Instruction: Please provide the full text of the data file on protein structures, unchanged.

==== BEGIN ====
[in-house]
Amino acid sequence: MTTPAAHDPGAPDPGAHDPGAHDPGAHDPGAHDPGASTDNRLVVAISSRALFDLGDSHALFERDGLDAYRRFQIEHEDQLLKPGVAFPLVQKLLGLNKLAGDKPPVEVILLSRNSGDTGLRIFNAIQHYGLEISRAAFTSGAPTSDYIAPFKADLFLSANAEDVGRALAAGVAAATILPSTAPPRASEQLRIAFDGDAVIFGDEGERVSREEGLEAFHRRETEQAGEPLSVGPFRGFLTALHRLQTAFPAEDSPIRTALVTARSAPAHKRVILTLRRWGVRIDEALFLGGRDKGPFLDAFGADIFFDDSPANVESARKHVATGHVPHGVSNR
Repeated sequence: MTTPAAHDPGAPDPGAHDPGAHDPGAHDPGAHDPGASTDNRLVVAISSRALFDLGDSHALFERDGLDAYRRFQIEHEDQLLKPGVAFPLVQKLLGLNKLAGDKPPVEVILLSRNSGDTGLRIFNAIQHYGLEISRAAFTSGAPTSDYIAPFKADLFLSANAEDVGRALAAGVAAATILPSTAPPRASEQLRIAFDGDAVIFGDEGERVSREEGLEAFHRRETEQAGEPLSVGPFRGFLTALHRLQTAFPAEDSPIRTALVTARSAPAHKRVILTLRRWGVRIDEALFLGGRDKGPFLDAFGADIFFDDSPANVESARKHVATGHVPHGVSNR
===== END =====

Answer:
[in-house]
Amino acid sequence: MTTPAAHDPGAPDPGAHDPGAHDPGAHDPGAHDPGASTDNRLVVAISSRALFDLGDSHALFERDGLDAYRRFQIEHEDQLLKPGVAFPLVQKLLGLNKLAGDKPPVEVILLSRNSGDTGLRIFNAIQHYGLEISRAAFTSGAPTSDYIAPFKADLFLSANAEDVGRALAAGVAAATILPSTAPPRASEQLRIAFDGDAVIFGDEGERVSREEGLEAFHRRETEQAGEPLSVGPFRGFLTALHRLQTAFPAEDSPIRTALVTARSAPAHKRVILTLRRWGVRIDEALFLGGRDKGPFLDAFGADIFFDDSPANVESARKHVATGHVPHGVSNR
Repeated sequence: MTTPAAHDPGAPDPGAHDPGAHDPGAHDPGAHDPGASTDNRLVVAISSRALFDLGDSHALFERDGLDAYRRFQIEHEDQLLKPGVAFPLVQKLLGLNKLAGDKPPVEVILLSRNSGDTGLRIFNAIQHYGLEISRAAFTSGAPTSDYIAPFKADLFLSANAEDVGRALAAGVAAATILPSTAPPRASEQLRIAFDGDAVIFGDEGERVSREEGLEAFHRRETEQAGEPLSVGPFRGFLTALHRLQTAFPAEDSPIRTALVTARSAPAHKRVILTLRRWGVRIDEALFLGGRDKGPFLDAFGADIFFDDSPANVESARKHVATGHVPHGVSNR